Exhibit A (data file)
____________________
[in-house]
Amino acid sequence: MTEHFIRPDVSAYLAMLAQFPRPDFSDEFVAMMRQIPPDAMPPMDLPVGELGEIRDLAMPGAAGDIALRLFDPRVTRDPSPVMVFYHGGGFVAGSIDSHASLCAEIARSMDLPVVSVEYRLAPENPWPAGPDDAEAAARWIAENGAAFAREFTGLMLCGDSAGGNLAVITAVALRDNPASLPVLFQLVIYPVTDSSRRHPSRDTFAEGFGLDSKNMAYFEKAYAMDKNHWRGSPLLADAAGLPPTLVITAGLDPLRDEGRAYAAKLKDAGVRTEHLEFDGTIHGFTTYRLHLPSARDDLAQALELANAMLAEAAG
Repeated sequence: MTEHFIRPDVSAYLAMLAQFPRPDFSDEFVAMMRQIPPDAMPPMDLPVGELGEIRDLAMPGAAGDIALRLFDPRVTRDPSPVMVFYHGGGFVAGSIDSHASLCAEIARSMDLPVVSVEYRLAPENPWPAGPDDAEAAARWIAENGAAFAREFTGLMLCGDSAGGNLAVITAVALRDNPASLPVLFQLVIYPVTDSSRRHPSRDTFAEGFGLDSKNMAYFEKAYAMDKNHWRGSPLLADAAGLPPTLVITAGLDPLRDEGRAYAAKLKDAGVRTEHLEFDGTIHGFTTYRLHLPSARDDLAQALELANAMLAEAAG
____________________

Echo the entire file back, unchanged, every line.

[in-house]
Amino acid sequence: MTEHFIRPDVSAYLAMLAQFPRPDFSDEFVAMMRQIPPDAMPPMDLPVGELGEIRDLAMPGAAGDIALRLFDPRVTRDPSPVMVFYHGGGFVAGSIDSHASLCAEIARSMDLPVVSVEYRLAPENPWPAGPDDAEAAARWIAENGAAFAREFTGLMLCGDSAGGNLAVITAVALRDNPASLPVLFQLVIYPVTDSSRRHPSRDTFAEGFGLDSKNMAYFEKAYAMDKNHWRGSPLLADAAGLPPTLVITAGLDPLRDEGRAYAAKLKDAGVRTEHLEFDGTIHGFTTYRLHLPSARDDLAQALELANAMLAEAAG
Repeated sequence: MTEHFIRPDVSAYLAMLAQFPRPDFSDEFVAMMRQIPPDAMPPMDLPVGELGEIRDLAMPGAAGDIALRLFDPRVTRDPSPVMVFYHGGGFVAGSIDSHASLCAEIARSMDLPVVSVEYRLAPENPWPAGPDDAEAAARWIAENGAAFAREFTGLMLCGDSAGGNLAVITAVALRDNPASLPVLFQLVIYPVTDSSRRHPSRDTFAEGFGLDSKNMAYFEKAYAMDKNHWRGSPLLADAAGLPPTLVITAGLDPLRDEGRAYAAKLKDAGVRTEHLEFDGTIHGFTTYRLHLPSARDDLAQALELANAMLAEAAG